With the X100F, I not only have more time to capture pictures, but I’m also not worried about the time that I would have to spend with each image after exposure. I click the shutter and the image is done. It’s ready to be uploaded to the web (which is where I backup my pictures). I’ve saved so much time, and I believe that this more than anything accounts for why I’m now taking more family snapshots.
Years from now these pictures will be worth more to my family and I than any of the other ones. These will be the cherished photographs. I have an old box of slides that my grandparents captured, mostly in the 1950’s and 1960’s. There are images of Yosemite and Yellowstone and such in that box, but the pictures that are most interesting are the family snapshots. Pictures of my dad and his siblings as young kids, or my grandparents when they were young adults, are particularly fascinating.
The photographs in this post are from our family trip to Arizona last Christmas. There’s a really neat place in Scottsdale called the McCormick-Stillman Railroad Park, which is just an incredible place for any train enthusiast (and what kid isn’t a train enthusiast?). We spent an afternoon at the park, and these are the family snapshots that I captured. The kids had a blast! It was a really good couple of hours. Because I chronicled it with my camera–the adventure was documented–my kids and their future kids will have these treasured exposures. This will be meaningful to them.
The Fujifilm X100F is a great camera because, among other things, it makes family snapshots easy, producing excellent results without fuss. I’m so glad that I purchased it six months ago. I can’t wait to use it to chronicle the next family adventure, wherever and whenever that might be.
One thing that I did on my Christmas visit to Arizona was photograph cacti. You can find cactus all over the place there. The spiky shrubs are common in Arizona landscaping, and a short walk into the desert will reveal even more. There are over 60 varieties of cactus that grow there. I only photographed a few different types, including Organ Pipe, Saguaro, Barbary Fig, Cholla, and a couple others that I couldn’t identify.
The ten photographs in this article are all camera-made JPEGs; however, I used X RAW Studio to process the RAW files (if you aren’t sure what X RAW Studio is, be sure to click the link), fine-tuning my Across Push-Process Film Simulation recipe. For most of these I increased the shadows to +4, and for some of them I reduced highlights to +3. I adjusted the exposure by 1/3 stop (either plus or minus) for a few of the pictures, as well.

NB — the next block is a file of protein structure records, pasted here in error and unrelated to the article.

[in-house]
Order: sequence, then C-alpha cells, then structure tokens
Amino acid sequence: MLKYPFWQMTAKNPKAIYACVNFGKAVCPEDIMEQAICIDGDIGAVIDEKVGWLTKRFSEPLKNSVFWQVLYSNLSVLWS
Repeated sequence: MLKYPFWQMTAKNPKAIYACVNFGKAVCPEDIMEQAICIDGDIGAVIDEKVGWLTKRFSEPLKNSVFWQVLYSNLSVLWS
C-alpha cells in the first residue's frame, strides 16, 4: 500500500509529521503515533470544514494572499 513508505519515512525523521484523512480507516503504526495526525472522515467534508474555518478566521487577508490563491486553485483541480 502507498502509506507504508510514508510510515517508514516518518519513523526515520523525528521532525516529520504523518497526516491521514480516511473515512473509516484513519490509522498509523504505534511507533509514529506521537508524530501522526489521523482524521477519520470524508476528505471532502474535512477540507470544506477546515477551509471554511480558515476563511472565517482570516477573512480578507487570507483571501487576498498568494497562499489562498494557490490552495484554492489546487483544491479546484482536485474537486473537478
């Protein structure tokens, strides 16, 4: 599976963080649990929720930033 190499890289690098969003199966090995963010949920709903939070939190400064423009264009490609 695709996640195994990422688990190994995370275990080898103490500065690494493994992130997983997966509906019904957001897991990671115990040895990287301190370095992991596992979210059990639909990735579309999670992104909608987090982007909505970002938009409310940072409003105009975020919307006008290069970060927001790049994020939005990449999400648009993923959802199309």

I love the film-look that the Fujifilm X100F produces. A few years back I captured some cactus pictures in Arizona using a Minolta XG-1 and Kodak T-Max 400 film. What I get from the X100F using Acros and what I got back from the lab using the film gear are surprisingly similar. You can achieve film-like results with any digital camera using software, such as Nik Silver Efex or Alien Skin Exposure (both of which I’ve used extensively in the past), but with Fujifilm you can get it straight from the camera if you want.
People have told me, “I don’t get your fascination with film. I don’t like the film-look.” Different strokes for different folks. I personally don’t like pictures that look digital. I compare it to listening to an MP3 file versus an analog record. The MP3 will be more cold and clean, while the analog sound will have more warmth and character. Digital music is way more convenient, and that’s why it is so common.
Digital photography is way more convenient than analog photography, but that doesn’t necessarily make it better. I appreciate the characteristics of film, and the ability to achieve that look while enjoying the conveniences of digital is something I’m thrilled about. One thing I especially like about Fujifilm is that they maintain their analog soul in the digital age.